Blanket” represents sleeping items in general. It includes poncho-liners, sleeping bags, cloaks and long coats. These can keep you warm, even when not sleeping. This category is called “blanket” to remind us about the survival blanket, which is compact enough you can easily fit one or more in a trouser cargo pocket. They are reasonably priced so you can buy a dozen and stick spares in coat pockets and any bags you might carry. As well as keeping you warm, they can keep the rain off, spread out as a signalling panel, possibly even used as a heliograph. One is in the little medical pouch that carries most of my skin-level EDC. For decades now my daysac has carried the survival blanket’s larger cousin, an All-Weather Blanket.
Fire Kit. A fire kit was included in the original Foundation Kit list. It is repeated since the ability to create a fire is an important component of survival. Have a means of making fire on your person, and additional means in your bag. Consume the bag supplies before that on your person.
Knife. Another duplication, but repeated for much the same reason. In this context it can be read as “a bigger knife”. Useful as a pocket knife or muli-tool are, they can only get you so far. This category also reminds us to remember other, larger tools such as a crowbar or entrenching tool. Have a fixed-blade knife on your trouser belt. If you lose your pack, webbing or even your jacket or shirt you will still have a useful survival tool.
Poncho includes other forms of rain-proof clothing and shelter items such as tarps, tents, shelter halves, basha-sheets, groundsheets and so on. Any bag of sufficient size should include a means of rain protection.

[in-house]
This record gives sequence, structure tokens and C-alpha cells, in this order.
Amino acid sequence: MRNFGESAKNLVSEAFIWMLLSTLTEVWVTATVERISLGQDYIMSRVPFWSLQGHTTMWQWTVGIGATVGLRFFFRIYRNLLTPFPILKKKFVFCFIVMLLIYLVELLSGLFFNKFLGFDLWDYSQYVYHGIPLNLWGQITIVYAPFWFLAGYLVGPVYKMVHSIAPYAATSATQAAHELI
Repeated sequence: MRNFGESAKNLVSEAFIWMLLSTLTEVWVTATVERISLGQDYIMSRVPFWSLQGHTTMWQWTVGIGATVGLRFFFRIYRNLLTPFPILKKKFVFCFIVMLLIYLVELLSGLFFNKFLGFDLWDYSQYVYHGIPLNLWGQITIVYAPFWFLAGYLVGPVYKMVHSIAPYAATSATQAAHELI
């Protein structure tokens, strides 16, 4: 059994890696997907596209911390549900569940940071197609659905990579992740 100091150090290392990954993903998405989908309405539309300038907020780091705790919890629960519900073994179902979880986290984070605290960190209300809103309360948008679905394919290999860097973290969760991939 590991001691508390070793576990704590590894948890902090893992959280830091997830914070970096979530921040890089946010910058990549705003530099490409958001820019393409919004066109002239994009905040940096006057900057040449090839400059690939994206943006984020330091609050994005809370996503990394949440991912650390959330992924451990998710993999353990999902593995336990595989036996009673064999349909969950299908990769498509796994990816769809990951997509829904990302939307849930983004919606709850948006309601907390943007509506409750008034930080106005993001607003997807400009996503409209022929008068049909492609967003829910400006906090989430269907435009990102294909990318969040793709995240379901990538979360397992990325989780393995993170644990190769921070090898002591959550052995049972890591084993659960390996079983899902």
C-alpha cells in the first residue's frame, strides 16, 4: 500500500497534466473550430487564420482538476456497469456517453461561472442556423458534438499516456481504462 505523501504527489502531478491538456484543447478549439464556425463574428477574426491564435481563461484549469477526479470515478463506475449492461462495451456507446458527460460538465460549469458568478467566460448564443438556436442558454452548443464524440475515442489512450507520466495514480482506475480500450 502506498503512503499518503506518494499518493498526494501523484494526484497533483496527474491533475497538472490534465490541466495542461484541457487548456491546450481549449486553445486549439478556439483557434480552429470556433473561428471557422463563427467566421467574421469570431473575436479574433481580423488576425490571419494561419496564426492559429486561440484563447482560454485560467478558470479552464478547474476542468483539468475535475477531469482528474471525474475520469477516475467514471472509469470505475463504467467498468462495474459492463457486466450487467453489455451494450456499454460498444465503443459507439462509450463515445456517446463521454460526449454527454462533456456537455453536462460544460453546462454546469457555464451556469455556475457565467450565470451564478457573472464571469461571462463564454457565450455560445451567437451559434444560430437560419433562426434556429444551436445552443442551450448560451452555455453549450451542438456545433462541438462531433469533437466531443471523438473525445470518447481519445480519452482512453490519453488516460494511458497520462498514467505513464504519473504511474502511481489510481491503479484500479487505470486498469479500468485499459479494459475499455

Water represents a means to carry water, and the means to ensure that it is drinkable, such as water purification tablets. In rural areas a supply of water and purification tablets should be both on your person and in your pack. Consume the water in your pack before that on your person.
Toilet Paper. A roll of toilet paper in a waterproof bag is a prudent addition to any bag. A small bag with a couple of paper tissues rides in a cargo pocket of my trousers. A bag with additional tissues will be added if I am heading off the beaten track. As well as intended use, such tissues can be used for nosebleeds, nose-blowing and as tinder.
Canteen Cup. A metal canteen cup or similar small cooking vessel is a useful addition to the above items. Boiling water to sterilize it will conserve water-purification tablets. It can also be used to sterilize instruments or blades intended for medical uses. Even if you wear a water bottle on your person, the canteen cup is probably best carried as a pack it. The interior can be packed with some of the smaller items listed above.
There is a survival adage that says you cannot live three minutes without oxygen, three hours without shelter can kill you, you can last three days without water and three weeks without food. The Foundation Kit contains the essentials towards keeping you alive beyond three days.
Travelling Kit
What I have chosen to call the “Travelling Kit” are mainly “very useful” rather than essential. Food is obviously essential, but you can last several days or more without it.